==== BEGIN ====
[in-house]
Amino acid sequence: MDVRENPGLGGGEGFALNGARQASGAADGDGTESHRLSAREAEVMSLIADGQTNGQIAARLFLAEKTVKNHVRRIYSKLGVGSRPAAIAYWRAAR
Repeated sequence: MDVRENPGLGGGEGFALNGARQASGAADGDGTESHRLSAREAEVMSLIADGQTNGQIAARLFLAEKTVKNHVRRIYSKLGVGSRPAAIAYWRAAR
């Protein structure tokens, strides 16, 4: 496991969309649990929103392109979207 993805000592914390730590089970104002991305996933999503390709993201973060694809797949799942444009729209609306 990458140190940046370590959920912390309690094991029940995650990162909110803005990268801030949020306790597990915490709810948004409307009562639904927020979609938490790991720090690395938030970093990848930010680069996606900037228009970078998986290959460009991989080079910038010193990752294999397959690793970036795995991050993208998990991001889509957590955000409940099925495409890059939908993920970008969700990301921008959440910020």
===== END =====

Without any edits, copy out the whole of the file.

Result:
[in-house]
Amino acid sequence: MDVRENPGLGGGEGFALNGARQASGAADGDGTESHRLSAREAEVMSLIADGQTNGQIAARLFLAEKTVKNHVRRIYSKLGVGSRPAAIAYWRAAR
Repeated sequence: MDVRENPGLGGGEGFALNGARQASGAADGDGTESHRLSAREAEVMSLIADGQTNGQIAARLFLAEKTVKNHVRRIYSKLGVGSRPAAIAYWRAAR
């Protein structure tokens, strides 16, 4: 496991969309649990929103392109979207 993805000592914390730590089970104002991305996933999503390709993201973060694809797949799942444009729209609306 990458140190940046370590959920912390309690094991029940995650990162909110803005990268801030949020306790597990915490709810948004409307009562639904927020979609938490790991720090690395938030970093990848930010680069996606900037228009970078998986290959460009991989080079910038010193990752294999397959690793970036795995991050993208998990991001889509957590955000409940099925495409890059939908993920970008969700990301921008959440910020």